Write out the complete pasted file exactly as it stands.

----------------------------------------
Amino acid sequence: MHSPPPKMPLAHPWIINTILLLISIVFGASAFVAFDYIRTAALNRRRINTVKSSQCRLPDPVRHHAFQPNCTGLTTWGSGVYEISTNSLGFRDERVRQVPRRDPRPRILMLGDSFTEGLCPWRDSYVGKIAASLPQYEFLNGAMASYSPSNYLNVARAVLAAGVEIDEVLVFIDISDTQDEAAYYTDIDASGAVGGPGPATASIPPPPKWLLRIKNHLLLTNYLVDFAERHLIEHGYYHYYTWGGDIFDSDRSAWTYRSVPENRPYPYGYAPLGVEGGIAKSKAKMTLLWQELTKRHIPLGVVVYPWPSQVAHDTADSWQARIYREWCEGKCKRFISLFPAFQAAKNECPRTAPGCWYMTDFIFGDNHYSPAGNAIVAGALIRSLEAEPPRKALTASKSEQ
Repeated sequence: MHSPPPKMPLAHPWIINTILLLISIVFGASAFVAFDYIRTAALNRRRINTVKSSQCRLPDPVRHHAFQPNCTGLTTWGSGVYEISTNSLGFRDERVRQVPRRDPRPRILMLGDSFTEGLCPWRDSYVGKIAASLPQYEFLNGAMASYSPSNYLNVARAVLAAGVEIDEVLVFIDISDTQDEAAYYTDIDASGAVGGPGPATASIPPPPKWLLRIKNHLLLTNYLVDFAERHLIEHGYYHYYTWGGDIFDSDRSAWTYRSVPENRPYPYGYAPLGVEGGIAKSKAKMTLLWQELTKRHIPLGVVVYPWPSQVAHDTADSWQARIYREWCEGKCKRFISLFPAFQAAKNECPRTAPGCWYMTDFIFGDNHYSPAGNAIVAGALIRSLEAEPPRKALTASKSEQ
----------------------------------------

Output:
Amino acid sequence: MHSPPPKMPLAHPWIINTILLLISIVFGASAFVAFDYIRTAALNRRRINTVKSSQCRLPDPVRHHAFQPNCTGLTTWGSGVYEISTNSLGFRDERVRQVPRRDPRPRILMLGDSFTEGLCPWRDSYVGKIAASLPQYEFLNGAMASYSPSNYLNVARAVLAAGVEIDEVLVFIDISDTQDEAAYYTDIDASGAVGGPGPATASIPPPPKWLLRIKNHLLLTNYLVDFAERHLIEHGYYHYYTWGGDIFDSDRSAWTYRSVPENRPYPYGYAPLGVEGGIAKSKAKMTLLWQELTKRHIPLGVVVYPWPSQVAHDTADSWQARIYREWCEGKCKRFISLFPAFQAAKNECPRTAPGCWYMTDFIFGDNHYSPAGNAIVAGALIRSLEAEPPRKALTASKSEQ
Repeated sequence: MHSPPPKMPLAHPWIINTILLLISIVFGASAFVAFDYIRTAALNRRRINTVKSSQCRLPDPVRHHAFQPNCTGLTTWGSGVYEISTNSLGFRDERVRQVPRRDPRPRILMLGDSFTEGLCPWRDSYVGKIAASLPQYEFLNGAMASYSPSNYLNVARAVLAAGVEIDEVLVFIDISDTQDEAAYYTDIDASGAVGGPGPATASIPPPPKWLLRIKNHLLLTNYLVDFAERHLIEHGYYHYYTWGGDIFDSDRSAWTYRSVPENRPYPYGYAPLGVEGGIAKSKAKMTLLWQELTKRHIPLGVVVYPWPSQVAHDTADSWQARIYREWCEGKCKRFISLFPAFQAAKNECPRTAPGCWYMTDFIFGDNHYSPAGNAIVAGALIRSLEAEPPRKALTASKSEQ